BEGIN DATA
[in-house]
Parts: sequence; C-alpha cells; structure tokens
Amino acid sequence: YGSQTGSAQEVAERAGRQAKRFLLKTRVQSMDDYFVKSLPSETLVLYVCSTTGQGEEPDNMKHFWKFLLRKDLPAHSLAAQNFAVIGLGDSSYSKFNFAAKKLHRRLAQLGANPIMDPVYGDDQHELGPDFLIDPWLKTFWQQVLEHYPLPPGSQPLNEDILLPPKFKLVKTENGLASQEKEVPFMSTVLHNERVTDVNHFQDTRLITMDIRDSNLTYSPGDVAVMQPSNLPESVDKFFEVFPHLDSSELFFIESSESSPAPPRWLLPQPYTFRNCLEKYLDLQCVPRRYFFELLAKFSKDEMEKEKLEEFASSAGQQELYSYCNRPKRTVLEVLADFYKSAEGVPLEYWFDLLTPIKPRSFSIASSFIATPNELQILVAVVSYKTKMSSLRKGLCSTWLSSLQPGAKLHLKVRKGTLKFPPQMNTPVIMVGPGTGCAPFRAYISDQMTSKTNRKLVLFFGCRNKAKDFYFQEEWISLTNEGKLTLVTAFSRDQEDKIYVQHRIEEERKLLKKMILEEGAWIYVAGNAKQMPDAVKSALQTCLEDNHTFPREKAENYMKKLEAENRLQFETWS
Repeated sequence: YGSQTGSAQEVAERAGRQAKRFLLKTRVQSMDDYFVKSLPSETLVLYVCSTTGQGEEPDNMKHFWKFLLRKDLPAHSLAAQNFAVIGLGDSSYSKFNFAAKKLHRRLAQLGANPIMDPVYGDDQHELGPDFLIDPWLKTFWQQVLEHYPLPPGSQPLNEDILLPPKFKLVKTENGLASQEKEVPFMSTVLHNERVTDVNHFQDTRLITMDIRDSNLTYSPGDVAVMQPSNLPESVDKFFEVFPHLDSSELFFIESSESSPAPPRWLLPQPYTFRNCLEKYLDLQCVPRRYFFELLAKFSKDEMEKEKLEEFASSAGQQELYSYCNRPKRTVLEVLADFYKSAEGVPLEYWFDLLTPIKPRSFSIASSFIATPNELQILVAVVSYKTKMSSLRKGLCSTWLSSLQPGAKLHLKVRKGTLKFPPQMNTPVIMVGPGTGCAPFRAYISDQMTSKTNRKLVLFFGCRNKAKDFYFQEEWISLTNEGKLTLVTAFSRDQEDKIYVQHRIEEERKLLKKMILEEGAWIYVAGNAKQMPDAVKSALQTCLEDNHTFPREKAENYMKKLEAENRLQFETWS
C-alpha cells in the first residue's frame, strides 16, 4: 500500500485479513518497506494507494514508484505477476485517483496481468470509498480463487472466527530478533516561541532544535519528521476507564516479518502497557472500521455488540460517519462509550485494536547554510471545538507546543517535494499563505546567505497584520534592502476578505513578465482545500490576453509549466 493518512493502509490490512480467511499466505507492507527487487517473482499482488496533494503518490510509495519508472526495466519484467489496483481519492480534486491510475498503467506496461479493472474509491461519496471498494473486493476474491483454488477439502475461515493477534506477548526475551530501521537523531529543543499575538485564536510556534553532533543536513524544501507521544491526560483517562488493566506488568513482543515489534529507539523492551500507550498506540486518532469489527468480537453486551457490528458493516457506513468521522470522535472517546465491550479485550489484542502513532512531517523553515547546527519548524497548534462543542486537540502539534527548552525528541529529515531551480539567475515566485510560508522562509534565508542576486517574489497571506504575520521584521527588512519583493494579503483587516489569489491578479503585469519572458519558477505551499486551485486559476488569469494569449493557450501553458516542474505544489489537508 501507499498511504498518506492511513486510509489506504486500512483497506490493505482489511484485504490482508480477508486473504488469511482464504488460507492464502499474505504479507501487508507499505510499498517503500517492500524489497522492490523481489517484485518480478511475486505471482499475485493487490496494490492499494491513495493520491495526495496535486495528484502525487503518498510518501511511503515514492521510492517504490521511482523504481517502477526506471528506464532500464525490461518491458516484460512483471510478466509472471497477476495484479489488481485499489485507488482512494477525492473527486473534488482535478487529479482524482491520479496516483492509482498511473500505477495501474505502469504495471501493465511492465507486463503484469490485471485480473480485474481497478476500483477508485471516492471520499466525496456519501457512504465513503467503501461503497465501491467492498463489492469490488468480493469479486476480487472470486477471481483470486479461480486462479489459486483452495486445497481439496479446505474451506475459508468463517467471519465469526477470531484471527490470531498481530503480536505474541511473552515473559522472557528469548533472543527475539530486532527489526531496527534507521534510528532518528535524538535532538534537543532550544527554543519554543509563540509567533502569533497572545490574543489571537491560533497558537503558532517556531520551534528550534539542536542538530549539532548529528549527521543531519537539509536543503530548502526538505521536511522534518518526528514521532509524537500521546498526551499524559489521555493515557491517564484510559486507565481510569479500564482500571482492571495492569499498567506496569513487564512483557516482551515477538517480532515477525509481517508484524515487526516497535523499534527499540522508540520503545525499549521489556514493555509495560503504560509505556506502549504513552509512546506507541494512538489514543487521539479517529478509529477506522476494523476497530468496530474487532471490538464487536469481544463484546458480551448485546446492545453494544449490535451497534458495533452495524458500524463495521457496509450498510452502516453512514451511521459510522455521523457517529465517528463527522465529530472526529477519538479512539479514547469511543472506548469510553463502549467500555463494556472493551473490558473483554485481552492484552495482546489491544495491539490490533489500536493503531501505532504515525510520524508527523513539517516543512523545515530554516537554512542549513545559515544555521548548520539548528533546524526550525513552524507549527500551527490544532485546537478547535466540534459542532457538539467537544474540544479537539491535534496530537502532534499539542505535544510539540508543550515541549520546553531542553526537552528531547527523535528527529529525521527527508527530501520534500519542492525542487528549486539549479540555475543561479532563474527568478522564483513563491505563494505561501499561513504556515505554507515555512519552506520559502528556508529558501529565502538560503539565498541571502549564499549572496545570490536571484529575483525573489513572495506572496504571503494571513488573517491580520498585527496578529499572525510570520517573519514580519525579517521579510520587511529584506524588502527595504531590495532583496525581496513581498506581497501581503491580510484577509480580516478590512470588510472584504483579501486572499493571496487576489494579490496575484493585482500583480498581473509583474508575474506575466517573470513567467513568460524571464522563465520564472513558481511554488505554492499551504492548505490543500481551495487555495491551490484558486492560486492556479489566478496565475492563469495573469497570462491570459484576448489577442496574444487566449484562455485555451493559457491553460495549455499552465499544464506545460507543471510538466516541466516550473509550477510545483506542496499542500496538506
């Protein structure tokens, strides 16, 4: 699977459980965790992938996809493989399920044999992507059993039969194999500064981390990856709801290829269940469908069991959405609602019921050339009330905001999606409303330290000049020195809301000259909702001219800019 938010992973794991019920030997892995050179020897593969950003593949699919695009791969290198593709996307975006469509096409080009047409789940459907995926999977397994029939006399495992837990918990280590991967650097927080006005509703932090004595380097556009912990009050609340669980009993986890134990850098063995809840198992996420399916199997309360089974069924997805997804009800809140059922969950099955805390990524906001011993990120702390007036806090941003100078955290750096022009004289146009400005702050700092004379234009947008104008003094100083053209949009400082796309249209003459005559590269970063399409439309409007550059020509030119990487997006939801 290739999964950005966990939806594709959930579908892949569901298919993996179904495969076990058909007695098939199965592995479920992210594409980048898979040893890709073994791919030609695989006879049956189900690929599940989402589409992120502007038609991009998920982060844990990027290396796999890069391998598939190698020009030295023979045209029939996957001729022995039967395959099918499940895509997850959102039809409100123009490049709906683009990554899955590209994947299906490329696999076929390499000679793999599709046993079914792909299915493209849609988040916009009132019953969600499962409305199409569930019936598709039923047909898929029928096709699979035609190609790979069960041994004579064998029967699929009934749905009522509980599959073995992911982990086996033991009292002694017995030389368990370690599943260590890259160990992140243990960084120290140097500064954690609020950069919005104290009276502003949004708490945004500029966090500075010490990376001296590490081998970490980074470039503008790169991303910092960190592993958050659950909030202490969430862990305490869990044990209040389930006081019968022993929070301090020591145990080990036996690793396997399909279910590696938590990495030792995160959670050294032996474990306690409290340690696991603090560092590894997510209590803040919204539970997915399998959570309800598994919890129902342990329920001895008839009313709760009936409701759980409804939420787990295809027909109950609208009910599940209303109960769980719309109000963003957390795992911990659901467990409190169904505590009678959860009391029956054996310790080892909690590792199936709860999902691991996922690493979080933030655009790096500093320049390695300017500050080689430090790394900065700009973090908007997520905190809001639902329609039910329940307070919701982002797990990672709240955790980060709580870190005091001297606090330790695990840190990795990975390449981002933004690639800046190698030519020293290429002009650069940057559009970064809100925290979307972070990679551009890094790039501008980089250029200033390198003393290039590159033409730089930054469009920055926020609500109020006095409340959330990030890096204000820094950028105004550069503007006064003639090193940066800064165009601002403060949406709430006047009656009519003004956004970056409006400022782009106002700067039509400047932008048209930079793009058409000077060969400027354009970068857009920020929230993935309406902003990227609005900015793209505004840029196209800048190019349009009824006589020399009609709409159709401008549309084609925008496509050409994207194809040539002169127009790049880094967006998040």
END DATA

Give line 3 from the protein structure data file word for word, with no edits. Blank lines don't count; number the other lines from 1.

Amino acid sequence: YGSQTGSAQEVAERAGRQAKRFLLKTRVQSMDDYFVKSLPSETLVLYVCSTTGQGEEPDNMKHFWKFLLRKDLPAHSLAAQNFAVIGLGDSSYSKFNFAAKKLHRRLAQLGANPIMDPVYGDDQHELGPDFLIDPWLKTFWQQVLEHYPLPPGSQPLNEDILLPPKFKLVKTENGLASQEKEVPFMSTVLHNERVTDVNHFQDTRLITMDIRDSNLTYSPGDVAVMQPSNLPESVDKFFEVFPHLDSSELFFIESSESSPAPPRWLLPQPYTFRNCLEKYLDLQCVPRRYFFELLAKFSKDEMEKEKLEEFASSAGQQELYSYCNRPKRTVLEVLADFYKSAEGVPLEYWFDLLTPIKPRSFSIASSFIATPNELQILVAVVSYKTKMSSLRKGLCSTWLSSLQPGAKLHLKVRKGTLKFPPQMNTPVIMVGPGTGCAPFRAYISDQMTSKTNRKLVLFFGCRNKAKDFYFQEEWISLTNEGKLTLVTAFSRDQEDKIYVQHRIEEERKLLKKMILEEGAWIYVAGNAKQMPDAVKSALQTCLEDNHTFPREKAENYMKKLEAENRLQFETWS